• Fire wire. It's nice but it's not like a fire wire cable has ever come with, like, anything. So I have to go out and buy another cable? Meh.
  • Display resolution: I'm a screen real estate whore and work all day with a 2560x1600 and a 1200x1920 monitor. Even the old laptop was 1600x1200. 1440x900 makes thing easy to see, I guess, but everything looks too big and...fuzzy. Meh.
I'd post more impressions but my forearms are bleeding too much. Need to go get some band-aids.

Tuesday, August 04, 2009

Targeting Muscles

The base training I've been doing has a 3 weeks of progress--1 week of rest schedule. It's only recently that I felt, viscerally, how important that can be. That and how targeted a base building program is, in that it focuses on mileage, not speed.

After some vacation time and not running for almost 3 weeks, I came back with 30 mile (a little too aggressive), 20 mile (see 30 miler), and 25 miler weeks. I threw in a bunch of hills and speed in there so without those, I think I'd be at 30 miles per week of slow paced runs. The base building scheduling takes me to about 35, which is what another couple of weeks would get me. Close enough.

Last week was supposed to be a rest week. I did my heart rate experiment, which was fine. And then I made the mistake of trying to sprint around for a while playing ultimate frisbee. The reason why I needed a rest week became pretty clear: barely half an hour into it and my quads were done. Was sore for days after. Looking back, I compare it to doing a max weight low-rep set of bench presses after tiring yourself out with 3 weeks of push ups. Good way to freak out your muscles.

So after walking around like an old man for a few days, back in to it. Couple of slow 3 and 4s, 1 steady 2, and end the week with a slow 7. Also, I get real pace targets now too! Aiming for a sub 4:00 so put in a target 3:50 as upper limit, which gives me the following (with corresponding heart rate targets, based on a 206bpm max):

Up to 142
Steady (Marathon Pace)
Brisk (1/2 Marathon Pace)


I'm pretty confident about holding a 9:50 up to 20-22 so that pace seems right. I've also done a 10 miler in the 8:50 range already so that steady goal looks legit too (and the longest marathon pace run in the schedule is just only 10 miles actually). Conveniently, that 10K pace puts me in shooting range of a sub 50 10K and that Brisk pace puts me in similar range for a sub 1:50 half marathon. All the stars are aligned.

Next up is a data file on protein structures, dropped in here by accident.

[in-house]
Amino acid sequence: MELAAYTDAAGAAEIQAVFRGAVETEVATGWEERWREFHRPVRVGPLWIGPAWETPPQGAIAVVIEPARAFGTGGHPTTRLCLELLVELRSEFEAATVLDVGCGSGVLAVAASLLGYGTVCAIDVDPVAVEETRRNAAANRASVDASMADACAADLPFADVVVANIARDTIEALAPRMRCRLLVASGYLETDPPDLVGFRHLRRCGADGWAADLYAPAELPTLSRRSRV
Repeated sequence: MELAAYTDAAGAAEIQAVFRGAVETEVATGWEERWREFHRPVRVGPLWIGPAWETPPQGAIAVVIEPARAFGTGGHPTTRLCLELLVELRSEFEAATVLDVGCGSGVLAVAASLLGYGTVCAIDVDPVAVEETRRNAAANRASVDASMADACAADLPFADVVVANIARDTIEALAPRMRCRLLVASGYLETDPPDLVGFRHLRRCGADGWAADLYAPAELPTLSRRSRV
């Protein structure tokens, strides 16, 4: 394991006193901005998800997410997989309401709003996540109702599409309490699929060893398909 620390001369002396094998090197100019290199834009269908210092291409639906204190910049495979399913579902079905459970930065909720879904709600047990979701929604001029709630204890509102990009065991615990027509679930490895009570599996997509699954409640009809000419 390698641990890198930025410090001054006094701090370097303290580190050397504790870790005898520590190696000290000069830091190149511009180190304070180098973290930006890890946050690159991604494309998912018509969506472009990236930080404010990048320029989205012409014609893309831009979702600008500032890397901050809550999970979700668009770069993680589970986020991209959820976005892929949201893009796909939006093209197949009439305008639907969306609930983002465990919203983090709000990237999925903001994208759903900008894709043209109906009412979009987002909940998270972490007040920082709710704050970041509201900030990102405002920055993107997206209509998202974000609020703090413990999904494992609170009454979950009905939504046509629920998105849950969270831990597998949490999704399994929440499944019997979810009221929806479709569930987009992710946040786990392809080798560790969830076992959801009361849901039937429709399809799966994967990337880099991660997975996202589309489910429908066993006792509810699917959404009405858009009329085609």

Wednesday, July 29, 2009

Experimenting with my Heart

A little background. Way back in the day, Albert and I were working for Latitude and we both said something like "we should do a marathon." I remember starting to train before I fell off a bicycle and sprained my ankle.

Fast forward to 2004 and Albert ran a marathon. He told me to sign up for the Big Sur Marathon so I did. I trained. I finished the 2005 Big Sur Marathon. I got a serious case of ITBS less than a month before the Marathon date but whatever. I paid my $130 and I was going to get my money's worth, damn it! So I finished the Marathon but it was kind of a pyrrhic victory, physically, since my knee was busted for like the next 6 months. Mentally though, I was Haile Gebrselassie. With jet boosters.

So while I was busy being lazy and injured, Brandon (who managed me and Albert at Latitude) started training pretty seriously and eventually did a great marathon in 2007. Then he kind of lost it and started running up mountains, doing 50-mile races, and progressing irritatingly quickly into a running stud. After a couple of aborted training seasons for me (more injuries), I'm finally back on track and trying to ketchup to Brandon.

Recently, Brandon started talking about how he's going to switch to pacing his workouts by heart rate rather than speed. It's what the studs do. It happens that although we're not that many years apart in age, we have wildly different heart rates. He thinks his HR max is around the canoncial 220 - age, so around186, and my Garmin 305 heart sensor has measured 206 before for me, way past my theoretical max of 192. So after a slow 10 miler recently, Brandon wondered what my pace would be at 142bpm, his average for that run. Hence the following experiment.

Training schedule said 6 miles. I planned 2 miles at 140bpm at the beginning and 1 mile at 140bpm at the end, to see how the speed would change. The 3 in the middle I would run at whatever felt good, usually 160+. The short version is this: I can't run at 140bpm. It's PAINFUL. It's so slow, I felt kind of pointless, like I could have been getting the same exercise value by eating a Big Mac. On one hand, it's kind of nice since the pace was beyond conversational (oratorical pace?) but on the other hand, I went out to get exercise and have fun, not to get nowhere very slowly.

So the stats:
Mile 1: 10:23, 140bpm
Mile 2: 11:08, 147bpm (great, too fast already)
Mile 3: 9:38, 158bpm (this is more like a slow pace for me)
Mile 4: 9:36, 159bpm
Mile 5: 8:51, 169bpm (this is what felt fun but not too fast)
Mile 5.5: 11:55 pace, 152bpm (I couldn't run slow enough to get my heart down)